The ROSETAIL BETTA is an extreme version of the popular Halfmoon Betta. Rosetail describes a type of tailform. Like the halfmoon, the Rosetail has been bread to have a wide 180° spread of the caudal fin. What sets it apart is the increase in the number of branches in the dorsal, caudal and anal fins giving them a ruffled or feathery appearance. When the fins are spread open the dorsal and caudal fins overlap resembling the petals of a rose. Rosetail bettas were developed as part of the halfmoon tailform in 1989 by breeding team Laurent Chenot and Rajiv Masillamoni. They were not identified with the name “Rosetail” until Jeff Wilson joined the team in 1991. Wilson is also credited with conceiving the term “Halfmoon.” Though Rosetail bettas have been around since the late 80’s/early 90’s they are considered a new variety and have only recently become popular. When they first emerged in halfmoon spawns they were considered an undesirable mutant as they were not producing good quality halfmoons, were unable or unwilling to spawn and were weaker than other halfmoons. While they weren’t used for breeding, they were shown at an IBC convention in the early 90’s and presented under the name blonde-diamond-halfmoon.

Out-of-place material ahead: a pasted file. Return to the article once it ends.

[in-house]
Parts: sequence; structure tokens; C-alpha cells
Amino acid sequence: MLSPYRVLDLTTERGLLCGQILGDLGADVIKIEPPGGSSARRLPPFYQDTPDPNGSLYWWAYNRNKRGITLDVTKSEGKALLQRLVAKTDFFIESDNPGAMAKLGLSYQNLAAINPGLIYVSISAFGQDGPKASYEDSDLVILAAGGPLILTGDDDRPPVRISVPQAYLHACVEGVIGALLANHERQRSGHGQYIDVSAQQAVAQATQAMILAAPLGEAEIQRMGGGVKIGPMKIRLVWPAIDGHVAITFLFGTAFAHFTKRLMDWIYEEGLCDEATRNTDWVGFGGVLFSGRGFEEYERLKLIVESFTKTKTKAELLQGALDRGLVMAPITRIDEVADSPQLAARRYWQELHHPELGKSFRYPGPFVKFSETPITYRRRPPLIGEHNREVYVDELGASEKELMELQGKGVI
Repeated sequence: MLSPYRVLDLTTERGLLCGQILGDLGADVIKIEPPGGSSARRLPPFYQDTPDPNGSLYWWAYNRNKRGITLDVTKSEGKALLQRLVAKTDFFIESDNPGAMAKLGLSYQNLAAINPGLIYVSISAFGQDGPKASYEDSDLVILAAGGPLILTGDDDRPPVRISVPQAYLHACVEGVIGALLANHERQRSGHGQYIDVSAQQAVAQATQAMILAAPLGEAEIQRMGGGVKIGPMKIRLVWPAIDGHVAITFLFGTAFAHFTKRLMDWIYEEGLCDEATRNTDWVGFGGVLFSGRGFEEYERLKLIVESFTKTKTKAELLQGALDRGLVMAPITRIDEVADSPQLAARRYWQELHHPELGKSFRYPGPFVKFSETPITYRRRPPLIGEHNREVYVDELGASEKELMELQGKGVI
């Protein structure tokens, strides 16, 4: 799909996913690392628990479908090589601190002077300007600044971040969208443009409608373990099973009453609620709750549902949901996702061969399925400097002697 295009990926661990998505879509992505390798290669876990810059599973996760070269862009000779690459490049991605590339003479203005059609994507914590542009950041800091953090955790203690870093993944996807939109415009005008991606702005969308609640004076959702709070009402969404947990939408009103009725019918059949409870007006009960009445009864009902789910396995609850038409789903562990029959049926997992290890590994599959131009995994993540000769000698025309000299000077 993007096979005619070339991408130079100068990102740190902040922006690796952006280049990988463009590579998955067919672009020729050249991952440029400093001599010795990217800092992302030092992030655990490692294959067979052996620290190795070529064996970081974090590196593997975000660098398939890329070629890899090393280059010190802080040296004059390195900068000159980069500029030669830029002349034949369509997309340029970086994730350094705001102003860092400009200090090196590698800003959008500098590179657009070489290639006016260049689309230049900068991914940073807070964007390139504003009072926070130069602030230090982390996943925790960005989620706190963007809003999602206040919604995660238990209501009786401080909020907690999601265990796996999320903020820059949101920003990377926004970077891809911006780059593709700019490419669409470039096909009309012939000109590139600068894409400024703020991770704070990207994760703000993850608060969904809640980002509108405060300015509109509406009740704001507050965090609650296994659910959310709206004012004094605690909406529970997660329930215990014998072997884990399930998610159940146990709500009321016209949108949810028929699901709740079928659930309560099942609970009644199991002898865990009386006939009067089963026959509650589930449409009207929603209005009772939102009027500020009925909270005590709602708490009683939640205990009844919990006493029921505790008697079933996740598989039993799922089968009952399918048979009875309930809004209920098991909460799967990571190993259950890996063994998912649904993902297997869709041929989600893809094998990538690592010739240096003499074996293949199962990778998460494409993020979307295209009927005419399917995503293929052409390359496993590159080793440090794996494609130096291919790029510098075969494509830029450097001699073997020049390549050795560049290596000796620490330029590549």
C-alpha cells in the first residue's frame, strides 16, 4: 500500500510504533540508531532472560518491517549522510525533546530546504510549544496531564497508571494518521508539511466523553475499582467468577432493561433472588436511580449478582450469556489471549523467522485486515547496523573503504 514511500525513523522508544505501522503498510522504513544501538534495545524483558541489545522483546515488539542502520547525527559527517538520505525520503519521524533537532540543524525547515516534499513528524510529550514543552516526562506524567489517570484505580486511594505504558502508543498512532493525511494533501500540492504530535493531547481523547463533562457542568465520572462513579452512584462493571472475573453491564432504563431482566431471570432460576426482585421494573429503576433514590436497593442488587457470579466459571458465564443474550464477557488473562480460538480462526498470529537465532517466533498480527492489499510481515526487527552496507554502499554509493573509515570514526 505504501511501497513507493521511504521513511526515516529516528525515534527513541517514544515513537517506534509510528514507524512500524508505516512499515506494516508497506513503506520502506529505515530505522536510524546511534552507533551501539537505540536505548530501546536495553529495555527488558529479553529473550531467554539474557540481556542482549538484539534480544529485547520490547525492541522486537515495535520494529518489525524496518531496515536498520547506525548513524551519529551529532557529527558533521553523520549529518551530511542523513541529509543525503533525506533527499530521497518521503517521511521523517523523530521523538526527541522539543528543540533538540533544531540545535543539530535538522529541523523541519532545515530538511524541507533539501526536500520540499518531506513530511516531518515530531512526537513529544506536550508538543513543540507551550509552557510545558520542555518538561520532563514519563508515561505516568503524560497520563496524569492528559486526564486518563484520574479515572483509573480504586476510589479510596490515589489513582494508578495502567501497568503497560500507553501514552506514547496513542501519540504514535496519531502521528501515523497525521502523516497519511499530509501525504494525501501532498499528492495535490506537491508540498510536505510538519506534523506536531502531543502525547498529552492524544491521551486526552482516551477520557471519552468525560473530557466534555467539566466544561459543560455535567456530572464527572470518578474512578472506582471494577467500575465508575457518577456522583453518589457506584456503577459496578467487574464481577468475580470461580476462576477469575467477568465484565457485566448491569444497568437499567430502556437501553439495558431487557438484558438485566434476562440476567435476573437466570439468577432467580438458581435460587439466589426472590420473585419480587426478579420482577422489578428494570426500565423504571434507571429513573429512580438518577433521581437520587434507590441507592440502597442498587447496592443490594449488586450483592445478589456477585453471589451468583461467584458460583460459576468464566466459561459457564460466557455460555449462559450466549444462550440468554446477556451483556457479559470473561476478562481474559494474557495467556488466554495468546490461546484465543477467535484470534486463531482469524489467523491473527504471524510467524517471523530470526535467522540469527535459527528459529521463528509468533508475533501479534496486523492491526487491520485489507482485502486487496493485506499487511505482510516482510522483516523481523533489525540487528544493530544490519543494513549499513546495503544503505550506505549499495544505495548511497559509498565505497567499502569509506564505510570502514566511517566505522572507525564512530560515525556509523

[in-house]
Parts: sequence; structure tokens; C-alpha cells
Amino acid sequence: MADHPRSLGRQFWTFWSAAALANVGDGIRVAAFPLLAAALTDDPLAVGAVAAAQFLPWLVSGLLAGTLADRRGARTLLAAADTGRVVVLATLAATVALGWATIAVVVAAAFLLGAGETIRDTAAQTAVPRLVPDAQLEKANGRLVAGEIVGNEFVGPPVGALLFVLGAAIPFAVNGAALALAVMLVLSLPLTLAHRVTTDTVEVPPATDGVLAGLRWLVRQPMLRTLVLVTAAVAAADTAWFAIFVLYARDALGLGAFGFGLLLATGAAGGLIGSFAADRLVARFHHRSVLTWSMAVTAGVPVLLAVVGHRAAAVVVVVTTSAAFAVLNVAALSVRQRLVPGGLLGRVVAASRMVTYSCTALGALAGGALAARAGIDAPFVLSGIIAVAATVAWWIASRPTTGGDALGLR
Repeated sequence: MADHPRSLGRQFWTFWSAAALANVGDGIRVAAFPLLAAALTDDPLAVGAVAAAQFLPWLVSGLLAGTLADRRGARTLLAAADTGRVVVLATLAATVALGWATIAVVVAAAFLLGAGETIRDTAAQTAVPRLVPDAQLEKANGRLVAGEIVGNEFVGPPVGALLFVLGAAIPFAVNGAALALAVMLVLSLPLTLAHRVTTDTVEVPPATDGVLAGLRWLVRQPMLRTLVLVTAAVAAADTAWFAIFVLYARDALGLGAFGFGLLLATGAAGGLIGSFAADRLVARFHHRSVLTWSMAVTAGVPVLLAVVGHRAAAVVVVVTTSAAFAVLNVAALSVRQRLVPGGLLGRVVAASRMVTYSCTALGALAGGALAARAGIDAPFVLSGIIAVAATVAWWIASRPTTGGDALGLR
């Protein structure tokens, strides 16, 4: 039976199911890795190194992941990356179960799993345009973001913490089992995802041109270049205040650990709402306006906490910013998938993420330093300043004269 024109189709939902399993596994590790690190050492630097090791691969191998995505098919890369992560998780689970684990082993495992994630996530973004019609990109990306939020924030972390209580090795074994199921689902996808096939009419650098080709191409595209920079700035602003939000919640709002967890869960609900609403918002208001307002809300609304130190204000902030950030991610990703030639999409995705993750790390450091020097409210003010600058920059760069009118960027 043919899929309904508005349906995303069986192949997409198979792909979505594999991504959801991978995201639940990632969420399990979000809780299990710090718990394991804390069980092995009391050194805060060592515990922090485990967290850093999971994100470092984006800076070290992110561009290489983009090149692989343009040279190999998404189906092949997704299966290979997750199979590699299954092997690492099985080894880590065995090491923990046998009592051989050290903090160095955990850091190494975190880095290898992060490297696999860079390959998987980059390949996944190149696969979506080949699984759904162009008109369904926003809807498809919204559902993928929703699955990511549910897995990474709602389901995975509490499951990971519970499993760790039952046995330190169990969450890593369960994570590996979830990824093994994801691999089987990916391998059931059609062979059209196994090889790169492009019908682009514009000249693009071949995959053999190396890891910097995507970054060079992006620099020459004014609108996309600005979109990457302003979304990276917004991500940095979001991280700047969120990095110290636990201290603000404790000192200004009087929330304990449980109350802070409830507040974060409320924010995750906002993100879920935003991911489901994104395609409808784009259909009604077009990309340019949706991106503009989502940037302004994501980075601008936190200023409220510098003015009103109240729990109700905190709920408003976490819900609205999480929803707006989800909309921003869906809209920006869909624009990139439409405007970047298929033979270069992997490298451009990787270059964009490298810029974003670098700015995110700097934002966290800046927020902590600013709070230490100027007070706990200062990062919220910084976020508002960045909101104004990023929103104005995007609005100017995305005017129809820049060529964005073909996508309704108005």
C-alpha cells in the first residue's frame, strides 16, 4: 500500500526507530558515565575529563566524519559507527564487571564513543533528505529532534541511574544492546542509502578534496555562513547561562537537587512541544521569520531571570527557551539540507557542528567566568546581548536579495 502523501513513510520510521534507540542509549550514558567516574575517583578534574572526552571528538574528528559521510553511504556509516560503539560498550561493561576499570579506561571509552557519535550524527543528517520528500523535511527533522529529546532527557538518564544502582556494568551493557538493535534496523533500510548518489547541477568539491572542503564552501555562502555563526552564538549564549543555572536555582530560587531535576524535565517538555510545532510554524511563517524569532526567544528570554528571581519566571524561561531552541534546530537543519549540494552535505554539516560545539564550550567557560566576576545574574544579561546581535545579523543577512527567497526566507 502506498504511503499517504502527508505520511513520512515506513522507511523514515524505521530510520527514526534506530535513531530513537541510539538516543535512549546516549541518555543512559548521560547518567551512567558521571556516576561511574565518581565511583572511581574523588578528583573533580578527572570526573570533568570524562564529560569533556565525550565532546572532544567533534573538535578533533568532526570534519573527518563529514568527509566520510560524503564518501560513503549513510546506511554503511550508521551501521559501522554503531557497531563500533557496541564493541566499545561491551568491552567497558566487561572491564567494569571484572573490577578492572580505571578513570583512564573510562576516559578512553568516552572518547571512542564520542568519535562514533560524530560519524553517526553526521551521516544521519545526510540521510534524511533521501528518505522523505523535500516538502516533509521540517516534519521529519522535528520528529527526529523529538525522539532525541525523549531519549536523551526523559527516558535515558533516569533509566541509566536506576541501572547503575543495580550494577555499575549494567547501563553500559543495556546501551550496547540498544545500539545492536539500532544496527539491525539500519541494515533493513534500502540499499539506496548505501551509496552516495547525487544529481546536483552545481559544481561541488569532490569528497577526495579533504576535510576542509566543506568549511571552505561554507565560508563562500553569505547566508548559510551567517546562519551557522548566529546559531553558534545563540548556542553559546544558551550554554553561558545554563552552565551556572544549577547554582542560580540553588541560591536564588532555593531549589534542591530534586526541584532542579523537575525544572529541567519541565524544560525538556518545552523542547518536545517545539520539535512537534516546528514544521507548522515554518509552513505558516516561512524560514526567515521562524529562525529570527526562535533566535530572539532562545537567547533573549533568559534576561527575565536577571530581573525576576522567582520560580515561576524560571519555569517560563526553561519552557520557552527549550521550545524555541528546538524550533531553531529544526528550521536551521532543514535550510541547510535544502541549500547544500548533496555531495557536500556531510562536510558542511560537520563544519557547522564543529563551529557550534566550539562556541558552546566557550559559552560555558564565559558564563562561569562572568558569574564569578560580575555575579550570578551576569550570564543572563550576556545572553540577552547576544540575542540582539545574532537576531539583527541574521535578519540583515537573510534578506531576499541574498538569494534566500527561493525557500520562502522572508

There has been much debate over the years as to whether or not Rosetail bettas should be used in breeding. Their negative traits seem to outnumber their positive ones. While their extreme branching gives them a unique appearance their heavy fins often hinder their ability to swim well. Their dorsal and ventral fins are often undersized and out of balance, their grow-out rate is slower and they often display asymmetrical body scaling. Breeding Rosetail bettas into a line will result in higher percentage of Rosetails in the following generation so caution should be used when selecting a Rosetail for breeding. The defining traits of Rosetail bettas vary greatly from moderate to extreme. The extreme branching tends to come with more of the complications mentioned above and many breeders opt to cull them. Breeders who do choose to use Rosetails in their line typically choose individuals who show more moderate traits of the mutation.
In addition to the D-shaped caudal fin and extreme branching, the ideal Rosetail betta should have good overall balance in the finnage and should appear proportionate. The scales should be symmetrical and the fish should be able to swim well. Selective breeding should never result in finnage so extreme that it hampers what fish do best… swim.